Expert opinion is important in research. But the veracity lies not in the expert but in the soundness of what is presented. And in this Ms Stanton’s advance is fairly clear, straight forward and sound.

The apparent attempts to make arguments she is not addressing and then foisting that on here blurs the matter at hand. Human life starts at conception and develops from that point, regardless what one calls the stages of that development.

The arguments about contraception, have no bearing on that issue, as they are for the purpose of preventing a human being from occurring. The contention that a miscarriage is in play in this is just nonsense. It is not logical at all that miscarriages are murders. It would only if, said miscarriage was instigated by the woman.

Frankly, the faith and practice beliefs are not at issue here. The morality is cleanly one that must be addressed in the secular. The protection of children in or out of the womb. Based on many of the contends noted, in order to make a moral assessment of whether or not to commit murder, ones needs “religion.”

Before Roe VS Wade there were agnostics and atheists who opposed killing children in the womb and they still exist.




I am keenly aware that Ms Stanton doesn’t need my help or support. But this is one instance in which, the content is fairly o target in my view.

“Life begins when the youngest child moves out and you move to a condo.”

Laughing and . . .

#19 Comment By russ On June 5, 2017 @ 2:48 pm


The fact that an inchoate single cell, lacking in any scintilla of will or consciousness, any ability to act upon its environment, has a unique DNA signature, does not make it a person. By the same token, the fact that a fully formed baby that might have been delivered yesterday, but isn’t actually going to be pushed out until tomorrow, is still within the womb, does not make it a mere mass of cells.

Where did the author equate a human being with a human person? It seemed that he or she was actually trying to answer just one of a few relevant questions (is an embryo a human being, or human life, if you’d rather call it that), and leaving the other question (is an embryo a human person) to philosophers. The third question (is it okay to end a human life, which might be influenced by the answer to the others) would still need to be debated and answered.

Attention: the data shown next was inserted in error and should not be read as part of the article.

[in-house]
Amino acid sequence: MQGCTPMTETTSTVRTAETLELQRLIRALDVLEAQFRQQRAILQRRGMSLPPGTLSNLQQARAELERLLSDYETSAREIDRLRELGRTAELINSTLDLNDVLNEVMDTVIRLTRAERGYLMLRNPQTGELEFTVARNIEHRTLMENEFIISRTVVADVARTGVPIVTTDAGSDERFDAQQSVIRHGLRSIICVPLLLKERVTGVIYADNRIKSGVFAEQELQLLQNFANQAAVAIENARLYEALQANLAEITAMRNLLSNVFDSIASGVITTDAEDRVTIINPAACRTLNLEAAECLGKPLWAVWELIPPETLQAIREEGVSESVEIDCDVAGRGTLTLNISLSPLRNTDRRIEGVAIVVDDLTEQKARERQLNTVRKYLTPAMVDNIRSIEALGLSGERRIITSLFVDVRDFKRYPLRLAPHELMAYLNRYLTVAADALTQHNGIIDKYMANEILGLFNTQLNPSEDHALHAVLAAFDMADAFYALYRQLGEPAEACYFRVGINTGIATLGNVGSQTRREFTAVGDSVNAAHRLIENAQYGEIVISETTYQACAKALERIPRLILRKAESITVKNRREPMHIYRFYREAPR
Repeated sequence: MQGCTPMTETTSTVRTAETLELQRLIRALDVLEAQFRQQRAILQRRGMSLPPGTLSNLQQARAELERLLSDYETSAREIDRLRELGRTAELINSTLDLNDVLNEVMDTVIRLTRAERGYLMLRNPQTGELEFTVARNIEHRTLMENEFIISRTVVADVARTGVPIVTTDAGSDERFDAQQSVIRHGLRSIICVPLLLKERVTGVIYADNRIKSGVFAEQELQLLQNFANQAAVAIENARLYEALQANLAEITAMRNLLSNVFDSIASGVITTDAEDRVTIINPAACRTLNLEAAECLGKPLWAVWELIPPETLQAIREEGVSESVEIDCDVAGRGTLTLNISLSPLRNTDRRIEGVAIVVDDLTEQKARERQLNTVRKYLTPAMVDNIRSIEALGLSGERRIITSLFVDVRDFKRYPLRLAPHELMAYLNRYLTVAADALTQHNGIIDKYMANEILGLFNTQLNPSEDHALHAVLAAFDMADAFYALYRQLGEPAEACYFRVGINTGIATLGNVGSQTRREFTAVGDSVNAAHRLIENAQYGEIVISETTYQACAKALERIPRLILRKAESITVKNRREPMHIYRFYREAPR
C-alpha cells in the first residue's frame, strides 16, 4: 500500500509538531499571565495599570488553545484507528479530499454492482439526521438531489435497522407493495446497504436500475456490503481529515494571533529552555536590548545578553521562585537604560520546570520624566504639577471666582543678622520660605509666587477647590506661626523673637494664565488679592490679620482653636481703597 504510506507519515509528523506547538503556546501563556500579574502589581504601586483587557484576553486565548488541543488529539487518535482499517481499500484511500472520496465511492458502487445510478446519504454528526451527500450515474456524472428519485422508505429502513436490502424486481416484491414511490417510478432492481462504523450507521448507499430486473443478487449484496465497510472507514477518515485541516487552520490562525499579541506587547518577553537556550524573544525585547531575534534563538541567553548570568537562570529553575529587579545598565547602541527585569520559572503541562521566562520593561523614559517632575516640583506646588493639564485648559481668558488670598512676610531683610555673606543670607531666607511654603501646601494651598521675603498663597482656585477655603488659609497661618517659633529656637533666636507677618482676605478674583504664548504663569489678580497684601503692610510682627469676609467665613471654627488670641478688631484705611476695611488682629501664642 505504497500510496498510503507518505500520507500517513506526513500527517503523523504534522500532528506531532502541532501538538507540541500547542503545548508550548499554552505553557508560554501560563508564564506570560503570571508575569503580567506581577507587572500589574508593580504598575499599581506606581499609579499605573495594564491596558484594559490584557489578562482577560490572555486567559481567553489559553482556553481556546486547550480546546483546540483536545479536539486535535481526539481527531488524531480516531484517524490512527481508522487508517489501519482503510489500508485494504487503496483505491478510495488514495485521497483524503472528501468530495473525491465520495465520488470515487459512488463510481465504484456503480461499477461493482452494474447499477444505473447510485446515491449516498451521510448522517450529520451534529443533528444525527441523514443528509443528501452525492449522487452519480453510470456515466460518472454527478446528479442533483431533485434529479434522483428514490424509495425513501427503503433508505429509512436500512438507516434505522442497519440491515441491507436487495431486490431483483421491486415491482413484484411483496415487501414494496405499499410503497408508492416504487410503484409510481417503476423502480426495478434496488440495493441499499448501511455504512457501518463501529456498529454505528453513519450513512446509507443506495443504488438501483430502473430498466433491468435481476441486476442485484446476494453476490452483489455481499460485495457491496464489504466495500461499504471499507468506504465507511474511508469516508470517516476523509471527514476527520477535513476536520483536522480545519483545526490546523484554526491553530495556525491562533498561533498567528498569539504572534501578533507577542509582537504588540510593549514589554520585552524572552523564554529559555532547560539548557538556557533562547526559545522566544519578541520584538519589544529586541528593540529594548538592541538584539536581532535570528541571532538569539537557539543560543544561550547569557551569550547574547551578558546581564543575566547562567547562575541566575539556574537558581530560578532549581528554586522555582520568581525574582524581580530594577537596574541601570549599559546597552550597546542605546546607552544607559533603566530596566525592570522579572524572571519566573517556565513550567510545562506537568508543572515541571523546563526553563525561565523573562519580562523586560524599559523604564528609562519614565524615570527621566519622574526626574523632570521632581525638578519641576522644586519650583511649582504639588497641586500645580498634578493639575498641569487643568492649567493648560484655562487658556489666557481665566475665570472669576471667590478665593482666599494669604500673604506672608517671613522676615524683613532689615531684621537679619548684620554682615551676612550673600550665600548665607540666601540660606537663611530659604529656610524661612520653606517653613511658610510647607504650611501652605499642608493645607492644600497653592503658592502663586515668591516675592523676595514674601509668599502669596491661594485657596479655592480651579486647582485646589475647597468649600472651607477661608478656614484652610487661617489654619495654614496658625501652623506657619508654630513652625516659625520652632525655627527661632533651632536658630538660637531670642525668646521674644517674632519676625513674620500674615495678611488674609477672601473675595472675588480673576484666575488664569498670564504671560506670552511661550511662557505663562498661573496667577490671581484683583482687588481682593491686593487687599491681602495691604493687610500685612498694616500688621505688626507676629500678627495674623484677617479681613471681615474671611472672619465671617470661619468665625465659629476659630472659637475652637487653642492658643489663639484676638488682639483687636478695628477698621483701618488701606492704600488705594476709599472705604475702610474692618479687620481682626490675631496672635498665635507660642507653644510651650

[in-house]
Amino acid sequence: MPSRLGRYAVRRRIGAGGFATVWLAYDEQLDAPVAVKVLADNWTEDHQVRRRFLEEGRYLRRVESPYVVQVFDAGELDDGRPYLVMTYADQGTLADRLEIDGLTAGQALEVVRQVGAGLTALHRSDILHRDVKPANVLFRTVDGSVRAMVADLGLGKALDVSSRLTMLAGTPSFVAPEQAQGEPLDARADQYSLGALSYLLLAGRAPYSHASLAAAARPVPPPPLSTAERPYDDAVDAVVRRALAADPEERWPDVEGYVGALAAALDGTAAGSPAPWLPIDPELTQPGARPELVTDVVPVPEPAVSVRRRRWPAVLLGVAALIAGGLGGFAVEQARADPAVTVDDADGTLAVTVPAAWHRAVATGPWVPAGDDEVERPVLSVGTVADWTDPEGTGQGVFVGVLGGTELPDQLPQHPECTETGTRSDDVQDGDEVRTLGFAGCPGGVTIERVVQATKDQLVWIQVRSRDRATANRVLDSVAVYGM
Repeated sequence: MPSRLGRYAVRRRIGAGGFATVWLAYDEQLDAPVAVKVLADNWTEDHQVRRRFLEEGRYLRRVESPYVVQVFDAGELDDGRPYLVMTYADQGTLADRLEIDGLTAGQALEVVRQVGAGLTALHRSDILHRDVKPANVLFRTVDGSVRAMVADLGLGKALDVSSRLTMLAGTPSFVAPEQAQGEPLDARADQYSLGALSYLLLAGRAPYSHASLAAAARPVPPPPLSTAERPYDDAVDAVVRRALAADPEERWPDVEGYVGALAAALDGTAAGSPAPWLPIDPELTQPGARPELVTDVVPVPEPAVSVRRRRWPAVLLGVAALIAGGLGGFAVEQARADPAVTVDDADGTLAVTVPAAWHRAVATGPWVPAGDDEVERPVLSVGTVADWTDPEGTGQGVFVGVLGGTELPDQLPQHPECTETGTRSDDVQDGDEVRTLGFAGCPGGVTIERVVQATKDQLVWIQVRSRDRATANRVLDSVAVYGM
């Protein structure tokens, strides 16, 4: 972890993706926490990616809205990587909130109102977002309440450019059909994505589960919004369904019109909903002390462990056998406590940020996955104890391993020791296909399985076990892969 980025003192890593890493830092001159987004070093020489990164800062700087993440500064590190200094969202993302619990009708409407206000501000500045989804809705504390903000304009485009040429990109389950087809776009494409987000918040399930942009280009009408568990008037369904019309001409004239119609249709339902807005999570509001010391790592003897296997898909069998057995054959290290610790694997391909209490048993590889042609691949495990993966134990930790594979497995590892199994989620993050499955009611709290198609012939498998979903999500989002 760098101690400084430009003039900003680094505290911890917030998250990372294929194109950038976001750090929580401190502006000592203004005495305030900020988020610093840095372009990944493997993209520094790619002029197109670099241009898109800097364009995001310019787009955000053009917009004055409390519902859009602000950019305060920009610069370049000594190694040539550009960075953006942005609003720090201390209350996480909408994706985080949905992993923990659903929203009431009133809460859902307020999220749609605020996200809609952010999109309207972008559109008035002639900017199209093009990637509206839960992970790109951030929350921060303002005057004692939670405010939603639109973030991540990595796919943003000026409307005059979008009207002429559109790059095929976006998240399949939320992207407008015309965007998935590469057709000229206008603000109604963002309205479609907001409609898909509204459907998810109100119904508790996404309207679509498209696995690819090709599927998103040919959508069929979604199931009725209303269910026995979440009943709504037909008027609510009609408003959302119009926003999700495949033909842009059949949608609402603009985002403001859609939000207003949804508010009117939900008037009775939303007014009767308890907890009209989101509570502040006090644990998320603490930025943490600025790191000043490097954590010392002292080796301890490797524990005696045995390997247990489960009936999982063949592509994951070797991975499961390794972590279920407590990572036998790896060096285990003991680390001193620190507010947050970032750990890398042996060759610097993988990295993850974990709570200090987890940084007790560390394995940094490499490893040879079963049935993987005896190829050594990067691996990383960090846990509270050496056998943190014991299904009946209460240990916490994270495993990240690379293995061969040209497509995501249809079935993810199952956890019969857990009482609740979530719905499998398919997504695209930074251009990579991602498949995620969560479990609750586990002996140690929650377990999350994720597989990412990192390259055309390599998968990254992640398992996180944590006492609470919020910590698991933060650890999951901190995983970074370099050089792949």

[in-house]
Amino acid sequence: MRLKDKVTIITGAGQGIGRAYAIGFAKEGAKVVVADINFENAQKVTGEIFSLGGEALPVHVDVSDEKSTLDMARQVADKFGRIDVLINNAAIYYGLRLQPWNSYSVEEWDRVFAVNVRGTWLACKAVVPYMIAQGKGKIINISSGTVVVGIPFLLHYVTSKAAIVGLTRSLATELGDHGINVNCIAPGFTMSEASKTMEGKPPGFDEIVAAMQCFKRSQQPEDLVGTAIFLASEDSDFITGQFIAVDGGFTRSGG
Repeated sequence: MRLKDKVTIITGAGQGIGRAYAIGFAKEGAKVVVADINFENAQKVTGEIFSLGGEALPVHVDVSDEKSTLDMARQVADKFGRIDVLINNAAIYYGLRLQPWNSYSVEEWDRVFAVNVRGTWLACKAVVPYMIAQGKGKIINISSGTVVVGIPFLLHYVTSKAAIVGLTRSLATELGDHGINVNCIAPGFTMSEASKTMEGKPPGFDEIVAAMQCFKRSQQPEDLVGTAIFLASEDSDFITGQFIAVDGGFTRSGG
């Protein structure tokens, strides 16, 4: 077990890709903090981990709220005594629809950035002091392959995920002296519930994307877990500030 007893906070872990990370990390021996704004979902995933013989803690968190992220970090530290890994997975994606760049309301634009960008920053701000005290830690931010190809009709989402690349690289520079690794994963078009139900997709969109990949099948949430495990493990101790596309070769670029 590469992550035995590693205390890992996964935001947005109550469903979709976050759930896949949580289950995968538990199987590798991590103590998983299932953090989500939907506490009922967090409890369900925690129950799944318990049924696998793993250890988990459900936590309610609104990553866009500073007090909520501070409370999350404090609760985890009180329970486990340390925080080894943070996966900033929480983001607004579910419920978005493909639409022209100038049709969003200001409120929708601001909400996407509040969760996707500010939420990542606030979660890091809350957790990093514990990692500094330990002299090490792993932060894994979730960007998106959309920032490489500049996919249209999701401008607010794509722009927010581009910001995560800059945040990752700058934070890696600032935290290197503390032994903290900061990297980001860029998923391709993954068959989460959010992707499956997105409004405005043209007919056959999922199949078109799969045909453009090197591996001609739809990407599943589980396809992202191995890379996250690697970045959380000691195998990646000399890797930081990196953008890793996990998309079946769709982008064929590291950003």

I think breaking it down the way the author did is a good way to focus the debate, because otherwise we’re often arguing past one another (you might be arguing about personhood while I’m arguing about human life–you might think it’s okay to terminate early human life while I think it’s also okay to terminate a human person–for instance).

If I didn’t know you’re an honest debater from other parts of this site, I’d assume you were missing the point intentionally.

#20 Comment By Patrick J Flood On June 6, 2017 @ 7:07 pm

Brooke Stanton’s article is a welcome contribution to the dialogue on the fundamental question of human life. She is correct that the science of embryology affirms that a new human being comes into existence at the conclusion of every complete fertilization of egg and sperm. There exists no other scientific account of this event.

Embryology also documents the astonishingly rapid development of the new human organism — it is not any other known kind of organism — in the early hours and days after fertilization. Such development is an obvious sign that the new human organism is in fact alive; if it does not occur or stops, which happens in many cases, the organism dies. End of story as far as science is concerned. Otherwise the organism continues to develop and to manifest this development over time by producing the several organs and structures and systems of the human body.

Let’s pause here ponder this: you or I or anyone is either dead or alive. There is no in-between. We my use a phrase like “she/he is half-dead,” but this merely describes an illness or injury of a living human being, who will either recover or become truly dead. There is no half-death or half-life.

The other reflection is this: a living being is either a human or it is something else. Again there is no middle ground. The half-man or half-horse of mythology is just that, a myth, and today’s pursuit of Bigfoot and similar mythical figures has entertainment value but no scientific standing.